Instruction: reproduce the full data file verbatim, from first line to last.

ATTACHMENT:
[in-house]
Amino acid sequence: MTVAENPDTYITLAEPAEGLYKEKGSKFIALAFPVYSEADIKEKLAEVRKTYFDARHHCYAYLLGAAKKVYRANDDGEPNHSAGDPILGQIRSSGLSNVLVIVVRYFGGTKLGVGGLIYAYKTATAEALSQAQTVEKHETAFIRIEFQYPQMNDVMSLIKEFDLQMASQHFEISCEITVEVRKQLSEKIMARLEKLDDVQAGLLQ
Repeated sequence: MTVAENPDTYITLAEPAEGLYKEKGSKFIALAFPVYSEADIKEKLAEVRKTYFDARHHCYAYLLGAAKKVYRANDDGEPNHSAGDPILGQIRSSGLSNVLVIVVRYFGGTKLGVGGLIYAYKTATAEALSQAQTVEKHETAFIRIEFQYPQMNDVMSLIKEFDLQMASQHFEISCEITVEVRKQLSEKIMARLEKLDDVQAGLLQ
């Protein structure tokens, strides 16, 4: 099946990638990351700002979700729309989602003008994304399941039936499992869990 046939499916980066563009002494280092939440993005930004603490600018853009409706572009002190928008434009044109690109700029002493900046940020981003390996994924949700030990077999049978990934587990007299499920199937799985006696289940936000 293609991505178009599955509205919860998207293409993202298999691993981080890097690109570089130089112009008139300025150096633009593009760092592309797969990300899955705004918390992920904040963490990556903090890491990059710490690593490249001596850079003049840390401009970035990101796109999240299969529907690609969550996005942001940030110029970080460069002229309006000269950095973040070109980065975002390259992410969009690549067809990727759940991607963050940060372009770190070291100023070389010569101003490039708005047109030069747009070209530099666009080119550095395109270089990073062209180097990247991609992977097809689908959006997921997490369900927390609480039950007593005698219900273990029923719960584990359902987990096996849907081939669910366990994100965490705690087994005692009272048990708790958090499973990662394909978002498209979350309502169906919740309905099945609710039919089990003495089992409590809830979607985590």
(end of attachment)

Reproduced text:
[in-house]
Amino acid sequence: MTVAENPDTYITLAEPAEGLYKEKGSKFIALAFPVYSEADIKEKLAEVRKTYFDARHHCYAYLLGAAKKVYRANDDGEPNHSAGDPILGQIRSSGLSNVLVIVVRYFGGTKLGVGGLIYAYKTATAEALSQAQTVEKHETAFIRIEFQYPQMNDVMSLIKEFDLQMASQHFEISCEITVEVRKQLSEKIMARLEKLDDVQAGLLQ
Repeated sequence: MTVAENPDTYITLAEPAEGLYKEKGSKFIALAFPVYSEADIKEKLAEVRKTYFDARHHCYAYLLGAAKKVYRANDDGEPNHSAGDPILGQIRSSGLSNVLVIVVRYFGGTKLGVGGLIYAYKTATAEALSQAQTVEKHETAFIRIEFQYPQMNDVMSLIKEFDLQMASQHFEISCEITVEVRKQLSEKIMARLEKLDDVQAGLLQ
């Protein structure tokens, strides 16, 4: 099946990638990351700002979700729309989602003008994304399941039936499992869990 046939499916980066563009002494280092939440993005930004603490600018853009409706572009002190928008434009044109690109700029002493900046940020981003390996994924949700030990077999049978990934587990007299499920199937799985006696289940936000 293609991505178009599955509205919860998207293409993202298999691993981080890097690109570089130089112009008139300025150096633009593009760092592309797969990300899955705004918390992920904040963490990556903090890491990059710490690593490249001596850079003049840390401009970035990101796109999240299969529907690609969550996005942001940030110029970080460069002229309006000269950095973040070109980065975002390259992410969009690549067809990727759940991607963050940060372009770190070291100023070389010569101003490039708005047109030069747009070209530099666009080119550095395109270089990073062209180097990247991609992977097809689908959006997921997490369900927390609480039950007593005698219900273990029923719960584990359902987990096996849907081939669910366990994100965490705690087994005692009272048990708790958090499973990662394909978002498209979350309502169906919740309905099945609710039919089990003495089992409590809830979607985590």